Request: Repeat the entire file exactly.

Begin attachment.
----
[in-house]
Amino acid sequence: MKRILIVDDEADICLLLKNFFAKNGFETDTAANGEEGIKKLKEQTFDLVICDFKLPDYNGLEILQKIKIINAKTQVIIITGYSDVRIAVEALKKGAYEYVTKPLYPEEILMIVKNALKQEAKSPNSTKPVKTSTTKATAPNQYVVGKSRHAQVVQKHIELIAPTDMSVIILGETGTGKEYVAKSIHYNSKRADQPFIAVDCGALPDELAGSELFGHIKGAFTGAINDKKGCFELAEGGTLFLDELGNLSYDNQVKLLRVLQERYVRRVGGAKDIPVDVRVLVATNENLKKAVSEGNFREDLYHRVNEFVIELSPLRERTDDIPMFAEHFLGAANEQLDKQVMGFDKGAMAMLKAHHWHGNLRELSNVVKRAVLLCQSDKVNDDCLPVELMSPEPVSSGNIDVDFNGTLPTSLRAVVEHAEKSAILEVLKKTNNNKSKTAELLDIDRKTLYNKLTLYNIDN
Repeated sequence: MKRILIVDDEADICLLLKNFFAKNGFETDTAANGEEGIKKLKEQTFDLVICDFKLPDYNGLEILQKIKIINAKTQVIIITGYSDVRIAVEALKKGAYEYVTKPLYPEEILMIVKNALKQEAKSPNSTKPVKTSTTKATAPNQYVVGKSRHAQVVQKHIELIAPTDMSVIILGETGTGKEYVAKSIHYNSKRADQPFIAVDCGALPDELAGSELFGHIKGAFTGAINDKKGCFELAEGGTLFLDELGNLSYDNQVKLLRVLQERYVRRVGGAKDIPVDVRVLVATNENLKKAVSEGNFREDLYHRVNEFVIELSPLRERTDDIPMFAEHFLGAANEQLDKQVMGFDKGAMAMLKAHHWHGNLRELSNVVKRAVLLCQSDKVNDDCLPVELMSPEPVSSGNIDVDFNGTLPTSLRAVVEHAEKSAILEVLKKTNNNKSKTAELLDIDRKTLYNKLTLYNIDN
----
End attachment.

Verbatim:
[in-house]
Amino acid sequence: MKRILIVDDEADICLLLKNFFAKNGFETDTAANGEEGIKKLKEQTFDLVICDFKLPDYNGLEILQKIKIINAKTQVIIITGYSDVRIAVEALKKGAYEYVTKPLYPEEILMIVKNALKQEAKSPNSTKPVKTSTTKATAPNQYVVGKSRHAQVVQKHIELIAPTDMSVIILGETGTGKEYVAKSIHYNSKRADQPFIAVDCGALPDELAGSELFGHIKGAFTGAINDKKGCFELAEGGTLFLDELGNLSYDNQVKLLRVLQERYVRRVGGAKDIPVDVRVLVATNENLKKAVSEGNFREDLYHRVNEFVIELSPLRERTDDIPMFAEHFLGAANEQLDKQVMGFDKGAMAMLKAHHWHGNLRELSNVVKRAVLLCQSDKVNDDCLPVELMSPEPVSSGNIDVDFNGTLPTSLRAVVEHAEKSAILEVLKKTNNNKSKTAELLDIDRKTLYNKLTLYNIDN
Repeated sequence: MKRILIVDDEADICLLLKNFFAKNGFETDTAANGEEGIKKLKEQTFDLVICDFKLPDYNGLEILQKIKIINAKTQVIIITGYSDVRIAVEALKKGAYEYVTKPLYPEEILMIVKNALKQEAKSPNSTKPVKTSTTKATAPNQYVVGKSRHAQVVQKHIELIAPTDMSVIILGETGTGKEYVAKSIHYNSKRADQPFIAVDCGALPDELAGSELFGHIKGAFTGAINDKKGCFELAEGGTLFLDELGNLSYDNQVKLLRVLQERYVRRVGGAKDIPVDVRVLVATNENLKKAVSEGNFREDLYHRVNEFVIELSPLRERTDDIPMFAEHFLGAANEQLDKQVMGFDKGAMAMLKAHHWHGNLRELSNVVKRAVLLCQSDKVNDDCLPVELMSPEPVSSGNIDVDFNGTLPTSLRAVVEHAEKSAILEVLKKTNNNKSKTAELLDIDRKTLYNKLTLYNIDN